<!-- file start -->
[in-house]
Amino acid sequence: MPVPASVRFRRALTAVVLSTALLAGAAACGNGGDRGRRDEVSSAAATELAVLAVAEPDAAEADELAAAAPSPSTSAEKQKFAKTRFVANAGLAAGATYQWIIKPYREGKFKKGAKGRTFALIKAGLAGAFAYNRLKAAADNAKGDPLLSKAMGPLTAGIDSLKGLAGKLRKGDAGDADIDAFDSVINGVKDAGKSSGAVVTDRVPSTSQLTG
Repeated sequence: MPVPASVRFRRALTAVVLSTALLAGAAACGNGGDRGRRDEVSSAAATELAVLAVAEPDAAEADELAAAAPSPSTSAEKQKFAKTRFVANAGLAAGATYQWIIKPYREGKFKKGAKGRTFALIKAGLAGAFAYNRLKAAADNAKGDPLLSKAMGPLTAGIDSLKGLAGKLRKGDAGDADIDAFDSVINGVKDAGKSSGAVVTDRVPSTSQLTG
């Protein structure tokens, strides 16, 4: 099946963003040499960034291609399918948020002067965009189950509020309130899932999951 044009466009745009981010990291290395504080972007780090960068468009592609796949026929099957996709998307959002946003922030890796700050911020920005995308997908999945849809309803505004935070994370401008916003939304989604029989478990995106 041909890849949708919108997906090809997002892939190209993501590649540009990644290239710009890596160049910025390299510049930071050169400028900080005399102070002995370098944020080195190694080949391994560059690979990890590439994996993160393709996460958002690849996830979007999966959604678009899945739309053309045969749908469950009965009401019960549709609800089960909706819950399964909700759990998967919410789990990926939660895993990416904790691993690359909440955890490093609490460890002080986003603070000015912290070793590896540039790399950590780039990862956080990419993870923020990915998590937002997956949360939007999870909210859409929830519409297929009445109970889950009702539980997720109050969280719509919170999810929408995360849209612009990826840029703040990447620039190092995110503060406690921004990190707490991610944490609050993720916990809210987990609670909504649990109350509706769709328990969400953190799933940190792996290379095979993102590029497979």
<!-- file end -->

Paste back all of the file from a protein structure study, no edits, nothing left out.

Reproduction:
[in-house]
Amino acid sequence: MPVPASVRFRRALTAVVLSTALLAGAAACGNGGDRGRRDEVSSAAATELAVLAVAEPDAAEADELAAAAPSPSTSAEKQKFAKTRFVANAGLAAGATYQWIIKPYREGKFKKGAKGRTFALIKAGLAGAFAYNRLKAAADNAKGDPLLSKAMGPLTAGIDSLKGLAGKLRKGDAGDADIDAFDSVINGVKDAGKSSGAVVTDRVPSTSQLTG
Repeated sequence: MPVPASVRFRRALTAVVLSTALLAGAAACGNGGDRGRRDEVSSAAATELAVLAVAEPDAAEADELAAAAPSPSTSAEKQKFAKTRFVANAGLAAGATYQWIIKPYREGKFKKGAKGRTFALIKAGLAGAFAYNRLKAAADNAKGDPLLSKAMGPLTAGIDSLKGLAGKLRKGDAGDADIDAFDSVINGVKDAGKSSGAVVTDRVPSTSQLTG
């Protein structure tokens, strides 16, 4: 099946963003040499960034291609399918948020002067965009189950509020309130899932999951 044009466009745009981010990291290395504080972007780090960068468009592609796949026929099957996709998307959002946003922030890796700050911020920005995308997908999945849809309803505004935070994370401008916003939304989604029989478990995106 041909890849949708919108997906090809997002892939190209993501590649540009990644290239710009890596160049910025390299510049930071050169400028900080005399102070002995370098944020080195190694080949391994560059690979990890590439994996993160393709996460958002690849996830979007999966959604678009899945739309053309045969749908469950009965009401019960549709609800089960909706819950399964909700759990998967919410789990990926939660895993990416904790691993690359909440955890490093609490460890002080986003603070000015912290070793590896540039790399950590780039990862956080990419993870923020990915998590937002997956949360939007999870909210859409929830519409297929009445109970889950009702539980997720109050969280719509919170999810929408995360849209612009990826840029703040990447620039190092995110503060406690921004990190707490991610944490609050993720916990809210987990609670909504649990109350509706769709328990969400953190799933940190792996290379095979993102590029497979």